ANOTHER VOICE: Reauthorize Oregon Cultural Trust Tax Credit

Where would the Gorge economy be without arts, history and culture?

Would the new tour boats stop at the new dock in The Dalles if they didn’t have the Columbia Gorge Discovery Center, the historic murals or historic downtown to experience?

Would visitors come to Hood River or move here without the Gorge’s great cultural assets (local artwork displayed in stores and restaurants, our thriving outdoor gear design), the Fruit Loop or Columbia Center for the Arts? Could Insitu and Google attract great employees? Could Mid-Columbia Medical Center or Providence Hood River Memorial Hospital?

We so often take our arts, history and cultural attractions for granted. Yet, when you think about the collectively, they’re essential to our way of life — and our competitiveness. Would Nike would be the number-one sports and fitness company in the world without great, creative thinkers and innovators? Without designers?

This year, the Oregon Cultural Trust is at a critical crossroads: Its unique, 10-year-old cultural tax credit is up for reauthorization by the Oregon Legislature. The Oregon Cultural Trust is our state’s cultural champion, granting more than $12 million in more than 900 grants to cultural groups across the state — and simultaneously building a permanent fund for culture in Oregon. The Trust represents a tiny fraction of the Oregon’s overall state budget but is paying big dividends across our state, especially in our rural communities.

The impact of the cultural tax credit amounts to roughly $3 million per year to the state’s budget. But the impact of its investments way exceeds that investment. Over 8,750 jobs are directly tied to the 1,300 arts, heritage and humanities groups supported by the Cultural Trust. Those jobs generated more than $272 million in wages, and returned over $52 million in state and local taxes.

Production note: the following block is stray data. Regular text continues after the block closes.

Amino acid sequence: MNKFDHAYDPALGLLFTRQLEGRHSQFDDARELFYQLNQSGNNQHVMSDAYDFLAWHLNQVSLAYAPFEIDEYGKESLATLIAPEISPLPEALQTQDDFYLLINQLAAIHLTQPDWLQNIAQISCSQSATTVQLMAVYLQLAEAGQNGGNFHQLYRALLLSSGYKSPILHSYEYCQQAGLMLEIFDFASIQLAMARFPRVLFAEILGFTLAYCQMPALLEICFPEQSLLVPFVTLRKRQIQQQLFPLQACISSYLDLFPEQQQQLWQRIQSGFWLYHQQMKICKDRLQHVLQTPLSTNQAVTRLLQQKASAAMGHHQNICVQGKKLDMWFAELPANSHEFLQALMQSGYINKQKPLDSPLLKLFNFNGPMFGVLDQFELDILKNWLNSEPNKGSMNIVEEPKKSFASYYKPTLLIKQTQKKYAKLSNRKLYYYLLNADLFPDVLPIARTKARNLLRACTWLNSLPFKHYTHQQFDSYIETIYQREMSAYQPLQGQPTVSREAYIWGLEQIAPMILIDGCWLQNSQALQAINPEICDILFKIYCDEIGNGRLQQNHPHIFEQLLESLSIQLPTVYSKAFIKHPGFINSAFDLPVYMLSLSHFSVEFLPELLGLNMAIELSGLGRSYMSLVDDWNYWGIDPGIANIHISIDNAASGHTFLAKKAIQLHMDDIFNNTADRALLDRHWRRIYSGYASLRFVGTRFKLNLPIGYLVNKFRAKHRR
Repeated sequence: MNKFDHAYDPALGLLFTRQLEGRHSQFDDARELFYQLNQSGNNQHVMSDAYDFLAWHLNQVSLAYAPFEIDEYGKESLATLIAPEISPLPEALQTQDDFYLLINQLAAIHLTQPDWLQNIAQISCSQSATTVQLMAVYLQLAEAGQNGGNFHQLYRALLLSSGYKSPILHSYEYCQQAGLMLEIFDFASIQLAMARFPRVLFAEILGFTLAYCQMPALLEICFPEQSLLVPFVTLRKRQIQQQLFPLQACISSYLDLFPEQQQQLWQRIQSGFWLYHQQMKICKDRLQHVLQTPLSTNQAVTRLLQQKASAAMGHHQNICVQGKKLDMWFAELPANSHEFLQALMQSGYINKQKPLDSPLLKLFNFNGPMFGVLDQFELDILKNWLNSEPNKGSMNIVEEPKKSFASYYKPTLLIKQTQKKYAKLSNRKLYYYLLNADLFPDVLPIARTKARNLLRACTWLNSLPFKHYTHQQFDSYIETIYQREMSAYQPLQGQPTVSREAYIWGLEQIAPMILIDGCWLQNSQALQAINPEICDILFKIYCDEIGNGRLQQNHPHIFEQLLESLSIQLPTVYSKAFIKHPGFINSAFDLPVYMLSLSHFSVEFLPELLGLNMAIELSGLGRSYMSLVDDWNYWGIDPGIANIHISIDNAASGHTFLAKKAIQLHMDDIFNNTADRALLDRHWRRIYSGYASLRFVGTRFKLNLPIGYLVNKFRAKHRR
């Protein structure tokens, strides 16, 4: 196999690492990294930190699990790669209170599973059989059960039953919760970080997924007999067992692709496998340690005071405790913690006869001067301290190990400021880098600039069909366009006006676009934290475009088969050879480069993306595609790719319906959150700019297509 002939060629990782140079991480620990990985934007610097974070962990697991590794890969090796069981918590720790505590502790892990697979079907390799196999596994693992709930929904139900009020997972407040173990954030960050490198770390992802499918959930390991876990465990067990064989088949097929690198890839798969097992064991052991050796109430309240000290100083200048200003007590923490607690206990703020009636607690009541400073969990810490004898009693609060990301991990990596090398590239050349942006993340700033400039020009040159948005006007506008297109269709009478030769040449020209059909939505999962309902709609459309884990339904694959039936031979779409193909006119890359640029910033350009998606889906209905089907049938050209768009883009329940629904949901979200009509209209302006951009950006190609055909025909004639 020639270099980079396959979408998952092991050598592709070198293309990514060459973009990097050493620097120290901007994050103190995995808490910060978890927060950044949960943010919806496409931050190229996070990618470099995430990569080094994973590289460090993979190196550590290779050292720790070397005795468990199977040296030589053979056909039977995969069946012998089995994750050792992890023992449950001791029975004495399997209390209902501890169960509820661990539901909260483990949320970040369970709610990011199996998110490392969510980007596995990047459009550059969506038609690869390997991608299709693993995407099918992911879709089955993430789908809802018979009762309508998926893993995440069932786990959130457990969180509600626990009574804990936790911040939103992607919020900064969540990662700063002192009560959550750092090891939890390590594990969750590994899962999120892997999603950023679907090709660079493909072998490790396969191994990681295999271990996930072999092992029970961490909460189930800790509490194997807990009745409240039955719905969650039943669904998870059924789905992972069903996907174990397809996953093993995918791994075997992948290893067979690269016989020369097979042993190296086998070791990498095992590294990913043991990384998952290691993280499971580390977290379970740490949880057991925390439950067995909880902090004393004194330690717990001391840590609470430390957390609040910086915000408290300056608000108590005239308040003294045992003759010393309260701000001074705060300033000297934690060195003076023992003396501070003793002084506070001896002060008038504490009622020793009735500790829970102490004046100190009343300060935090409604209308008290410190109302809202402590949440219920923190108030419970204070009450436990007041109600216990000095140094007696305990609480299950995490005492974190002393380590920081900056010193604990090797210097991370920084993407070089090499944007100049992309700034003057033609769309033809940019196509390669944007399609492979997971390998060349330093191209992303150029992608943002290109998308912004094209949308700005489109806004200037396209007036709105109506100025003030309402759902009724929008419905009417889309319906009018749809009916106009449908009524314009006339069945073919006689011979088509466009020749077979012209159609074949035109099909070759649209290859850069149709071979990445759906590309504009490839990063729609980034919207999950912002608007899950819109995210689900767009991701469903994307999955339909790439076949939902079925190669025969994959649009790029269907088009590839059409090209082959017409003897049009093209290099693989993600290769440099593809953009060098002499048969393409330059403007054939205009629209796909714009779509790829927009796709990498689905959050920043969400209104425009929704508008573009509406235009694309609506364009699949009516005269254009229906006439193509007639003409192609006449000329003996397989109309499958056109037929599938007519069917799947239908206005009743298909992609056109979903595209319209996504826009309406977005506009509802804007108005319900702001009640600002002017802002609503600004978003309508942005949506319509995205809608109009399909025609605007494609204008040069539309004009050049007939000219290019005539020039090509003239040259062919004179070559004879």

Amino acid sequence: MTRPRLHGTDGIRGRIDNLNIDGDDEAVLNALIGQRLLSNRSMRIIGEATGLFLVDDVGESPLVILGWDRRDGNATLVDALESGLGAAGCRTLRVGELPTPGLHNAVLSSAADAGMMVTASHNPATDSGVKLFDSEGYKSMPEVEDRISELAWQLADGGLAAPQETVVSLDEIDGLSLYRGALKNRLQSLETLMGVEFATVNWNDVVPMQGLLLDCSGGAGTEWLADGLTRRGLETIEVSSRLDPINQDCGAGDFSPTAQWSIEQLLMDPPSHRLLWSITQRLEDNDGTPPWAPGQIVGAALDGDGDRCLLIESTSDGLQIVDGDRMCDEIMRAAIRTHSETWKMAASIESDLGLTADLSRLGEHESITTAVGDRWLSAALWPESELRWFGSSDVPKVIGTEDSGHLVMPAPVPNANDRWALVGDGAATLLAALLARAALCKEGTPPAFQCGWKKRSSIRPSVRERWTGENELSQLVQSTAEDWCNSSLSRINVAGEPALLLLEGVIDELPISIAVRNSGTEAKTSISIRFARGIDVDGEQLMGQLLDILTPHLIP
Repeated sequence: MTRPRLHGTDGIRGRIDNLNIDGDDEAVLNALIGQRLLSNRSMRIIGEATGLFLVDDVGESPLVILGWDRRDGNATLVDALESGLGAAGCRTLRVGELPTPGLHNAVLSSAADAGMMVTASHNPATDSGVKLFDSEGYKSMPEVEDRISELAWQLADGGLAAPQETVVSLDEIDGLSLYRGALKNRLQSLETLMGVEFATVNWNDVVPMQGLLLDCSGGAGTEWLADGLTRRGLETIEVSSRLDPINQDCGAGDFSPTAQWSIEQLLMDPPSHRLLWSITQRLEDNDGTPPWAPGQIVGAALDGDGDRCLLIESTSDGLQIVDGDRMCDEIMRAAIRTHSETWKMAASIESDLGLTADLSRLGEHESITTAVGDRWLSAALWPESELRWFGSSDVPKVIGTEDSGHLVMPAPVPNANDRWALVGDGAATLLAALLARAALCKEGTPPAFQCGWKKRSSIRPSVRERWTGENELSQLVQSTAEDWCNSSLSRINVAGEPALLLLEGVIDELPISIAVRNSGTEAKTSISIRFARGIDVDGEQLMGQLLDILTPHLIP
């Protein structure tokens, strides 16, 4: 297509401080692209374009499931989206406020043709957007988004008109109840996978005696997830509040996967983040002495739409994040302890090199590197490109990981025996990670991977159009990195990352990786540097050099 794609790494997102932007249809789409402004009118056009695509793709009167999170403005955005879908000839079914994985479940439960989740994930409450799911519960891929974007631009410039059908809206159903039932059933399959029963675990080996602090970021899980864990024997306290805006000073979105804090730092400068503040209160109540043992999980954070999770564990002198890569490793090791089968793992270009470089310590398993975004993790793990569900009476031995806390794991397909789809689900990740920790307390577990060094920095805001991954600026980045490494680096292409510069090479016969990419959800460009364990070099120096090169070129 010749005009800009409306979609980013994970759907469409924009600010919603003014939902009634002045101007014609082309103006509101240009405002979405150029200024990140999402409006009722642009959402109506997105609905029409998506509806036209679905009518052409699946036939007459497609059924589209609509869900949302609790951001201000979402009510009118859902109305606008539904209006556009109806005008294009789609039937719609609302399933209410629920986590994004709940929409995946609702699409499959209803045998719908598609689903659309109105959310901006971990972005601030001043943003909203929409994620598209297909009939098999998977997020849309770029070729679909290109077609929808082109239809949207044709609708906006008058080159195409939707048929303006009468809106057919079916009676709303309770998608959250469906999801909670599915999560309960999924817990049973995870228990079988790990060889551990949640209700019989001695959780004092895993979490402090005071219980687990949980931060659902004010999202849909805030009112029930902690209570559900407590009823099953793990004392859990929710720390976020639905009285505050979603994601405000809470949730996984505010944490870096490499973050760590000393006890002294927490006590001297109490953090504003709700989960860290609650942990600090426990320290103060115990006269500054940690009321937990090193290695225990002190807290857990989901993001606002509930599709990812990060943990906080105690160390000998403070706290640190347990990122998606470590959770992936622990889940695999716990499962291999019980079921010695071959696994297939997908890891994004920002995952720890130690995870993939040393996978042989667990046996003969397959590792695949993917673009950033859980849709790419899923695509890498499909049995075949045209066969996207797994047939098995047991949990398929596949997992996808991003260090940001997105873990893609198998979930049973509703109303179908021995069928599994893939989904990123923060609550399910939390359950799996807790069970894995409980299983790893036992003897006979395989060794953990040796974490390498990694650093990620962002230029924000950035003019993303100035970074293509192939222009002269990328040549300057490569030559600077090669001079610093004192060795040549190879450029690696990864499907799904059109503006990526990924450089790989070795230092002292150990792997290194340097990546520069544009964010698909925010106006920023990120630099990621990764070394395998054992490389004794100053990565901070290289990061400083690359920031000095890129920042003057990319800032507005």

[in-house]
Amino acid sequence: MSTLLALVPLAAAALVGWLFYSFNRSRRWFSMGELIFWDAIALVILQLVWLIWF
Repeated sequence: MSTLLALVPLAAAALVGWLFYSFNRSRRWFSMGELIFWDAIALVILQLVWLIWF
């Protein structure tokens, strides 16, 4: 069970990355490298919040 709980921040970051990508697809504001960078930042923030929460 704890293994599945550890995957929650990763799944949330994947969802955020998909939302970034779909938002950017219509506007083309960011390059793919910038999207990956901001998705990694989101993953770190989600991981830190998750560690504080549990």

The Trust builds community in counties large and small, and increases philanthropy in Oregon, requiring donors to give to cultural groups, then to the Trust in order to use the innovative tax credit. Trust grants must also be matched, attracting additional community investment in culture.

Here in the Gorge, the Trust provided important grants to Columbia Arts for various exhibits and cultural programs, as well as the Hood River County Historical Society, Gorge Music Series and the Fruit Foundation Historical Society for exhibits at its museum in Pine Grove. In Wasco County, the Trust supported The Dalles Arts Center, the Civic Auditorium and the Gorge Discovery Center.

Smaller groups like the Shaniko Preservation Guild, Gorge Artists, Theatre Company of The Dalles, and Dufur Historical Society/Living History Museum have been funded by the Wasco County Cultural Coalition, as the Trust supports a cultural coalition in each of Oregon’s 36 counties.

More than $12 million has been awarded since 2003, helping to fill gaps in arts education through in and after-school programs, summer camps, student internships, artist residences, writers conferences and community library programs.

Did you know that the most recognizable Oregon icon to culture/heritage travelers is not Mount Hood but the Oregon Trail? And that heritage travelers to Oregon (from British Columbia, Washington, California and NYC as well as from Oregon itself) spend 60 percent more than they do in other states — more than $1,600 per trip as opposed to $1,023 in other states?

According to a new study undertaken in partnership with Travel Oregon, travelers are seeking authentic cultural experiences as they make travel plans, and Oregon’s cultural sector is key to growing the approximately $4 billion annual travel industry here.

The Oregon Cultural Trust was established by the Legislature in 1992 and is ranked with the Bottle Bill, Beach Bill and Vote by Mail among our most innovative policies. No other state in the country has a cultural funding mechanism like Oregon Cultural Trust. A unique tax credit lets the Trust function as a private-public partnership, with 100 percent of donations going to grants or a permanent fund.